Lewis Hamilton has been stripped of his third place in Sunday’s Australian Grand Prix after the FIA ruled that his McLaren team “deliberately mislead” stewards in a post-race enquiry.
Lewis Hamilton´s third place finish in Australia – awarded to him after stewards penalised Toyota´s Jarno Trulli – is again under question as the FIA reopen the issue.
Under safety car conditions, Trulli made a mistake and went off the track and Hamilton had no choice but to pass him, the world champion told Speed TV. Trulli then illegally re-passed Hamilton, for which act he was penalised and demoted from the podium position.
But stewards are investigating new evidence which has come to light. The new evidence – thought to be previously unheard McLaren radio traffic – raises the possibility that the team told Hamilton to slow and let Trulli by.
After the race, Trulli explained the events from his point of view.
“When the safety car came out towards the end of the race, Lewis Hamilton passed me but soon after he suddenly slowed down and pulled over to the side of the road,” he said.
“I thought he had a problem so I overtook him as there was nothing else I could do.”
If the new enquiry finds that the McLaren team withheld evidence, the consequences could be serious, as failing to produce key evidence in such a case clearly contravenes sporting regulations.
Hamilton and Trulli have both been summoned to appear in front of three race stewards today in Malaysia to explain the story. They, together with Australian GP race stewards, will reconstruct the sequence of events for the FIA panel.
Heavy rain is being predicted for the Kuala Lumpur region for the upcoming weekend when it is due to host the Malaysian Grand Prix. Local sources used by the Met Office predict high humidity and torrential rain for all three days of the event.
The news will intensify fears of the race being called off because of insufficient visibility. The Malaysian race, like its Australian counterpart, has rearranged its start time to make it more appealing to European TV audiences, and there are worries up and down the paddock that the 5pm start will be too late.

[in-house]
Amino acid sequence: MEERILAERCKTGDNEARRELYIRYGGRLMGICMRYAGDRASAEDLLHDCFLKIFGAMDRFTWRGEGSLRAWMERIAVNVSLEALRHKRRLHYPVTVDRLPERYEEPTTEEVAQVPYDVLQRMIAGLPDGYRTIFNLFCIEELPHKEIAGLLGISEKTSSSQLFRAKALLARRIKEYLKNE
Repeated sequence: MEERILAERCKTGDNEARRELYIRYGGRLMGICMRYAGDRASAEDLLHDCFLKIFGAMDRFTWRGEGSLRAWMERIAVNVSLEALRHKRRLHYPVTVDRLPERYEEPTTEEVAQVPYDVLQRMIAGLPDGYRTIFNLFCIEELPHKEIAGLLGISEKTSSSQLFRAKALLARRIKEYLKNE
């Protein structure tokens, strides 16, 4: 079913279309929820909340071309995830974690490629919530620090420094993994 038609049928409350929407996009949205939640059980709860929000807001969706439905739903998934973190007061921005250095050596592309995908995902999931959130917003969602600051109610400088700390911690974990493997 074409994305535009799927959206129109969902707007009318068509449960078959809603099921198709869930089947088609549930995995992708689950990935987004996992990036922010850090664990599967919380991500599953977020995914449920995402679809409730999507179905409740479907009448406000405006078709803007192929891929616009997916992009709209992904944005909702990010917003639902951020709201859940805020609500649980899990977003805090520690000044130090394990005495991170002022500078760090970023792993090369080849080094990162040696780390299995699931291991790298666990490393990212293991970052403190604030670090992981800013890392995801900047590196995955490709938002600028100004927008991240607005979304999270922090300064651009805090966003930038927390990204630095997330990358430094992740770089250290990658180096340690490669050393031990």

Nico Rosberg voiced his concerns the other day when asked about the light in Melbourne, which some drivers found problematic towards the end of the race.
”In Melbourne I found this a big concern as towards the end of the race the visibility was very poor, which increased the danger in my view as it was more likely that you could make a mistake,” he said.
But the situation in Malaysia could result in the race being stopped, he added.
”In Malaysia, if the monsoon comes down, the race is going to have to be stopped,” the German warned.
Fernando Alonso has said that the 14th April FIA decision on whether Brawn, Toyota and Williams’ rear diffuser designs are legal or not could effectively decide the world championship.
The Spaniard, whose Renault team was one of the first to highlight the suspected contravention of the rules in the three teams’ designs, told Spanish radio Cadena Ser that it was by far the most important issue of the 2009 season so far.
“We’ll have to see what they decide on the 14th [April]…the championship could be more or less decided,” he stated.
He went on to illustrate how significant the issue was by explaining what the other teams would have to do if the design was called legal.
”If they are allowed to race with it they have a bit of an advantage and all teams will try to copy that idea. But it’s difficult because you have to work on the whole car. It’s not just adding the diffuser and suddenly the car is a second quicker.”
“The diffuser makes you go fast if you have a new front end, new sidepods, a new engine cover. You have to rebuild the whole car and that would take a lot of months,” he concluded.
His remarks are thought to be most ominous for the Red Bull team, who because of their more complicated suspension design, will have to redesign and rebuild whole sections of the chassis to change their diffuser. Conversely, the teams who have the design already incorporated will have a further advantage.